I used to be just like Simi… soooooo incredibly shy that you will need a hearing aid to hear anything I’m saying. I don’t know why; I think it was just a lack of confidence. Now, maybe the confidence finally came from my realization of the jagun that I am on the inside. As per lioness l’omo. Please friends, speak up loud and clear… accent or no accent, stutter or not, fluent English or not… just speak up. No one will think you are shouting. In fact, loud the volume some more. Projecting your voice really does make a difference in portraying confidence. Like I always say, nobody will bite you. A whole lion like you? Not possible.
4. Communicate red flags as soon as you find them.
After the meeting, I heard Simi talking to Connor about how nervous she was that the project may be delayed because the client keeps changing their requirements.
Simi dear, venting to Connor is not enough. And don’t just keep it all in your head either. Offload your “headache” (AKA risks) to senior leadership to deal with. That is exactly what they get paid 10x your salary to handle. You can offer suggestions o, but just make sure that whatever you do, your headache is offloaded to them. Trust me, it’s the best Panadol you could ever take. Well, how do you know when to do this “offloading” you ask? If you’re awake at night, nervous about something for work or watching TV and thinking about a “what if” for your work project, then bruh you need to offload your “headache”. Just type up your concerns, why you think they are concerns, and how you are currently addressing those concerns. End with, “just want to make sure you are in the loop”. Then watch yourself sleep like the peaceful dove that you are.
The Project Management gurus have some fancy risk logs for this, in case your headaches are plenty in number. Whatever you do… email, risk log, etc., just don’t wait too long. By the time the red flag actually happens, honey it’s too late, and you will be back to my point #1, telling stories that touch and trying to figure out whether you need to apologize.
5. Give responsibility to junior folks.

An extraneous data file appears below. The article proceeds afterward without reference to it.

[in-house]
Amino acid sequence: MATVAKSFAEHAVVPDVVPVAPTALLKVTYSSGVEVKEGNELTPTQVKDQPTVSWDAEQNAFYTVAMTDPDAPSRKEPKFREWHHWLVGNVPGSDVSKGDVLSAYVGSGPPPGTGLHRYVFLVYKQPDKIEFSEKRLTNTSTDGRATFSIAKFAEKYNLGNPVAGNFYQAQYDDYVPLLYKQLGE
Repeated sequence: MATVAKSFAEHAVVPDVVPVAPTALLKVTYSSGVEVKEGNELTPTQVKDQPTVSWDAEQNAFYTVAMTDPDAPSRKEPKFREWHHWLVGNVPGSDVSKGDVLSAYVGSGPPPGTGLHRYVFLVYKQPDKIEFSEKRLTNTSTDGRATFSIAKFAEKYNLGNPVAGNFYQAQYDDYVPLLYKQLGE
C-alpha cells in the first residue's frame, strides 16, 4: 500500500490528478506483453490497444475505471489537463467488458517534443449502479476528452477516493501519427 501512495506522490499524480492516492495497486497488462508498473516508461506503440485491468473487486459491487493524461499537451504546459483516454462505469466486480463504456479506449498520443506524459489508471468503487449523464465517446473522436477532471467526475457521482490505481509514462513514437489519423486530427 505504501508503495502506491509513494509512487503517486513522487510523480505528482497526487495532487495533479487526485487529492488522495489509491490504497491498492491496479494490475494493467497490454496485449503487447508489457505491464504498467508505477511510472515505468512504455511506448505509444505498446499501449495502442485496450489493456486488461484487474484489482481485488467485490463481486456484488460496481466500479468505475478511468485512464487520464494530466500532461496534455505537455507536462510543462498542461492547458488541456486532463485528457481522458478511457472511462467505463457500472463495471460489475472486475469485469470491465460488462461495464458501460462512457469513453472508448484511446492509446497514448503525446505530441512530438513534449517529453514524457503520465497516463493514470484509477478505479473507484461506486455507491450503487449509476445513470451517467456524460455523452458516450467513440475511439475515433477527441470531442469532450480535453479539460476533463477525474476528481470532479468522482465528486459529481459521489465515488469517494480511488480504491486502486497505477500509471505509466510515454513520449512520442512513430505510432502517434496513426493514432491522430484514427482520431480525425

Simi constantly complains to me about her workload and how overwhelmed she is. Wehdone ma. As na only you waka come, abi? You could have easily reassigned the first draft of that memo to Connor’s younger brother, Dustin. Half the time, he’s on his phone watching TikTok videos anyway.
Delegate, delegate, delegate! Allow your team members to own a task or something; it’s a great opportunity for them to strive in their career. So go ahead and make them task lead of so and so. Trust me, they can handle it, and they will carry it like it’s their baby. No one wants to drop the ball on something they have been assigned. You should trust them, but obviously, review their work to give the final sign off.
So please delegate; it’ll help them grow and give you a much needed rest. No, they are not a threat. And no, they won’t take your job from you or outshine you. Besides, you don’t plan to sit comfortably at this level of the ladder, do you? There’s more room up there for you to climb! Just remember, the success of your team members is also your success.
Though these points seem minor, they are the little things that make a huge difference in your career. Notice that in all of them, one thing that is implied is that you must be hardworking. Really apply yourself and be proactive.
What has worked for you in your career? Do you have any nuggets of wisdom to share?